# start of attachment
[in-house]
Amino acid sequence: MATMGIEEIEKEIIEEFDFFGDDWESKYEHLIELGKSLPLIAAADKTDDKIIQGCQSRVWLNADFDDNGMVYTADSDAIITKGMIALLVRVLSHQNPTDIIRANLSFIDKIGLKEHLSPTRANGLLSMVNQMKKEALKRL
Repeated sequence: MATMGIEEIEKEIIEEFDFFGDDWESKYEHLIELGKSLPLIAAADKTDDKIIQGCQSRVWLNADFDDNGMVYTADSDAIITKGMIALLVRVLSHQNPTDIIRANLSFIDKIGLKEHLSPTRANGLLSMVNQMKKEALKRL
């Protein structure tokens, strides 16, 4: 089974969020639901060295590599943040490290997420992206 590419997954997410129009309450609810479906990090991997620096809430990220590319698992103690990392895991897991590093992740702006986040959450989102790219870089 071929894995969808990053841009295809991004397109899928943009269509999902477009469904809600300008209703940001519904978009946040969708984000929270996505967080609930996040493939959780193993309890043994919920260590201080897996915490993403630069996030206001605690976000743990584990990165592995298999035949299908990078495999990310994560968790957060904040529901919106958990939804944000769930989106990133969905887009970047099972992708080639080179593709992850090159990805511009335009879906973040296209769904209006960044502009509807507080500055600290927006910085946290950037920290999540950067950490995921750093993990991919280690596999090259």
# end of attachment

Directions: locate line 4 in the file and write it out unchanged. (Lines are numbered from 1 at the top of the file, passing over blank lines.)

């Protein structure tokens, strides 16, 4: 089974969020639901060295590599943040490290997420992206 590419997954997410129009309450609810479906990090991997620096809430990220590319698992103690990392895991897991590093992740702006986040959450989102790219870089 071929894995969808990053841009295809991004397109899928943009269509999902477009469904809600300008209703940001519904978009946040969708984000929270996505967080609930996040493939959780193993309890043994919920260590201080897996915490993403630069996030206001605690976000743990584990990165592995298999035949299908990078495999990310994560968790957060904040529901919106958990939804944000769930989106990133969905887009970047099972992708080639080179593709992850090159990805511009335009879906973040296209769904209006960044502009509807507080500055600290927006910085946290950037920290999540950067950490995921750093993990991919280690596999090259």